Harry Potter and the Half-Blood Prince, the sixth film in the fantasy franchise, opened last Friday in the Cayman Islands.
Both Friday-night screenings at Hollywood Theatres in Camana Bay were sold out by Tuesday, with advanced tickets selling fast for Saturday and Sunday showings.
Part of the reason for ticket sales going so quickly was Butterfield’s involvement in the 6.20pm showing of the film on Friday evening. Butterfield purchased 60 tickets to the first showing, liaising with dms Broadcasting’s X107.1FM to give tickets away to listeners in the weeks leading up to the premiere.
‘The winners had to call in and answer some Harry Potter trivia in order to win the tickets,’ explained Kathryn Walsh, marketing officer at Butterfield. ‘We thought that the Harry Potter premiere was a great opportunity to present our new Young Savers savings account because of the demographic of people that would be attending the show: young adults who would want to sign up for an account and parents who would like their kids to open an account.’
The Young Savers savings account is available to 10 to 17 year olds, the age groups that Butterfield felt would be represented at the film’s premiere.
‘Everyone was so excited for the latest Harry Potter movie and we wanted to get everyone just as excited for the latest Butterfield product,’ said Ms Walsh.
The film did not disappoint with audible gasps and squeals, as well as much laughter, filling the theatre throughout much of the film.
‘The movie was fantastic, the atmosphere was buzzing with excitement and the event was a huge success,’ said Ms Walsh.
The Quidditch scenes were the source of much delight, while, although the fight scenes were impressive, many felt this movie fell short in terms of the amount of screen time devoted to action compared to other films in the series.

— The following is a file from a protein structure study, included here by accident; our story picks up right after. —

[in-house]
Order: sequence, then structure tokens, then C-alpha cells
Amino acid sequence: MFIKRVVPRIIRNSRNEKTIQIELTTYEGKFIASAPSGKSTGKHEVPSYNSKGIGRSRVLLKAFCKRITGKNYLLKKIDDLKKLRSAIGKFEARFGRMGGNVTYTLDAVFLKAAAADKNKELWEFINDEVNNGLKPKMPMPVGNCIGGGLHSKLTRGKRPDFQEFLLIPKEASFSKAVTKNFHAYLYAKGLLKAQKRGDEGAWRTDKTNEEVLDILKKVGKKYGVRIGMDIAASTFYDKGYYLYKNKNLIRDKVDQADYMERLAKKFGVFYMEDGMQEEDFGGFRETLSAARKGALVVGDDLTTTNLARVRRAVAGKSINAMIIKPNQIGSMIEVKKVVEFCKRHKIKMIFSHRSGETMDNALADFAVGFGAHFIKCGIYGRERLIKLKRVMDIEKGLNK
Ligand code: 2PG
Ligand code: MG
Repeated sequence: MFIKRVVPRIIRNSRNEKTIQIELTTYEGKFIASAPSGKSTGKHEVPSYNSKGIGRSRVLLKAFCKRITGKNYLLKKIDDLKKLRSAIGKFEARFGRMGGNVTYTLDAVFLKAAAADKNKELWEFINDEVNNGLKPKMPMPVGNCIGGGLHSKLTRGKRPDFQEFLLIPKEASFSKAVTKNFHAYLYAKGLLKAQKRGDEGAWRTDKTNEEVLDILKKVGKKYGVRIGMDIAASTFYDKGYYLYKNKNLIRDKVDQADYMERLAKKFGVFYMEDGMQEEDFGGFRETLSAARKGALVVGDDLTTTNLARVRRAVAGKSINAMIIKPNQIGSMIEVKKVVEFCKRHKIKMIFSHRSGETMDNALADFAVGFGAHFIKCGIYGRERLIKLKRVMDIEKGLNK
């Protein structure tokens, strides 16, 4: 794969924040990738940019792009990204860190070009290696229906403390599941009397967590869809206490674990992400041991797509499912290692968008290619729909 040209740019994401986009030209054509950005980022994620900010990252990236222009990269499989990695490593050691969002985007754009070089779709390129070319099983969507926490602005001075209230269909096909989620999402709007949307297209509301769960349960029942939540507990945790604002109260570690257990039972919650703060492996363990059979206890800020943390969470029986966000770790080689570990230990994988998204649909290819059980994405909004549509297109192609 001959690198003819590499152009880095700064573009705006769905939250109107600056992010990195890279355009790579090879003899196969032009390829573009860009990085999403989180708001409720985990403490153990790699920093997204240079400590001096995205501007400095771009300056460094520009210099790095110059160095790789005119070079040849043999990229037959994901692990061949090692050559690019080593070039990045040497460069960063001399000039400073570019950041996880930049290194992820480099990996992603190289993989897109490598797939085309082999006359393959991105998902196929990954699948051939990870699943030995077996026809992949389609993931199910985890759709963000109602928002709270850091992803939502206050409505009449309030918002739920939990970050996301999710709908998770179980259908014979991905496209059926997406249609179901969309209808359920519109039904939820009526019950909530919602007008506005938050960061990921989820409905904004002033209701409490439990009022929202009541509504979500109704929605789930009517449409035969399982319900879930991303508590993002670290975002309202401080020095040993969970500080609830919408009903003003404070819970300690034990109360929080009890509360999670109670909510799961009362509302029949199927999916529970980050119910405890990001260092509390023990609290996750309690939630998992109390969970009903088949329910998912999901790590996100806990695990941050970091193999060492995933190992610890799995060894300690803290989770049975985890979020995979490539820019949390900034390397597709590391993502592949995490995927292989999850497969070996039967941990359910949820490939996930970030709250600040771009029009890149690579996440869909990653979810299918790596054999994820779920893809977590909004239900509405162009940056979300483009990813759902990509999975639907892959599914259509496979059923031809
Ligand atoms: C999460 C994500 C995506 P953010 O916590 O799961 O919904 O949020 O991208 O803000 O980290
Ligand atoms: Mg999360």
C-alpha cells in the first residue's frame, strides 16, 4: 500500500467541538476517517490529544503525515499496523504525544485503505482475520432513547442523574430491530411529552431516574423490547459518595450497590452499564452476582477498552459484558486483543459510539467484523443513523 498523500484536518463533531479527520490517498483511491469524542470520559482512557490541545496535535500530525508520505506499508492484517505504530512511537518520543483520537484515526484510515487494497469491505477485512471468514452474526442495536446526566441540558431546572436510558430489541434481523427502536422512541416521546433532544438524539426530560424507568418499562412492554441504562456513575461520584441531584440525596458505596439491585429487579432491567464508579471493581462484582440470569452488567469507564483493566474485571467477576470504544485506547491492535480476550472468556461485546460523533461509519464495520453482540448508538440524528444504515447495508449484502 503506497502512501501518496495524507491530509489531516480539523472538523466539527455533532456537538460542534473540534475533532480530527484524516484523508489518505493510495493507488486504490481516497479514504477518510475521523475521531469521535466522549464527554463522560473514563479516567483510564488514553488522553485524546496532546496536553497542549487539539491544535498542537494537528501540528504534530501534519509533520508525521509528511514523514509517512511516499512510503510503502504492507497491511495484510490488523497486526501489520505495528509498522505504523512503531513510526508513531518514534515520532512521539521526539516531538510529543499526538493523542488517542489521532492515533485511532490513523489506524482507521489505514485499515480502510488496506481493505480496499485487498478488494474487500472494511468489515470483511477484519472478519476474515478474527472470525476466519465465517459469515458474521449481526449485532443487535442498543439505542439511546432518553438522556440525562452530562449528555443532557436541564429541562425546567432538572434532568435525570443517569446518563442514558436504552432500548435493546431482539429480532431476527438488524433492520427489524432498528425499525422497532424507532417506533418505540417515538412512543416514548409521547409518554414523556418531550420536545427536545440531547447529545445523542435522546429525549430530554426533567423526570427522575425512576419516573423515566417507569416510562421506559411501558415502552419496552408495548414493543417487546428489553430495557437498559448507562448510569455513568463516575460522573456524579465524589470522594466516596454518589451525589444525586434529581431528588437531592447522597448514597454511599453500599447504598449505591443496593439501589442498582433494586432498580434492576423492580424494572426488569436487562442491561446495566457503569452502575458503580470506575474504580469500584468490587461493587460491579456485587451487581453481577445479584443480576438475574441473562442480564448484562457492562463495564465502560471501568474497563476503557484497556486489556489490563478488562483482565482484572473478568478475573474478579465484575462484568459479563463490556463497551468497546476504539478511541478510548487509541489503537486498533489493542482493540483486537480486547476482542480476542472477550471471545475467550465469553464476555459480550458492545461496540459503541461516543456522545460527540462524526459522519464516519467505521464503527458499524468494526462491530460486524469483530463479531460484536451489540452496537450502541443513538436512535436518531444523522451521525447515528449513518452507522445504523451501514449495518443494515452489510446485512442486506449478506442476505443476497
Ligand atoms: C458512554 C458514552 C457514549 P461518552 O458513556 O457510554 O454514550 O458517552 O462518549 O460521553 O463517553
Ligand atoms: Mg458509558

One reason for this that has been suggested by critics is that the filmmakers are saving up the action for the two films that will be made out of the series’ seventh and final book, Harry Potter and the Deathly Hallows. The films – Part One and Part Two – are due to be released on 19 November, 2010 and 15 July, 2011 respectively.
Other points in the film that raised contention among moviegoers include the pivotal scene centring on the character of Dumbledore. A major change from the book to the film was made, seemingly without good reason. Hopefully it will be explained in the next film.
Standout scenes were plentiful and too many to mention, but include the scene in which Ron accidentally consumes chocolates laced with a love potion meant for Harry, and the eerie scene in which one of the trio’s fellow students is cursed by an object meant for Dumbledore.
Far more screen time is given in this movie to the development of the characters, which is welcome, particularly after such a long gap between this film and the last (Harry Potter and the Order of the Phoenix, the fifth film, was released on 11 July, 2007, more than two years before this film. Previous films in the series weren’t separated by more than 20 months).
The film is notably darker than the previous instalments, a trend that is also evident in the tone of the books as they progress. The closing scene is perhaps the best of the film, however, in its ability to bring the focus from all of the diverting themes and plotlines of the action and back onto the central three characters, united in their quest to triumph good over evil.
‘The movie was fantastic, the atmosphere was buzzing with excitement and the event was a huge success’ – Kathryn Walsh, marking officer, Butterfield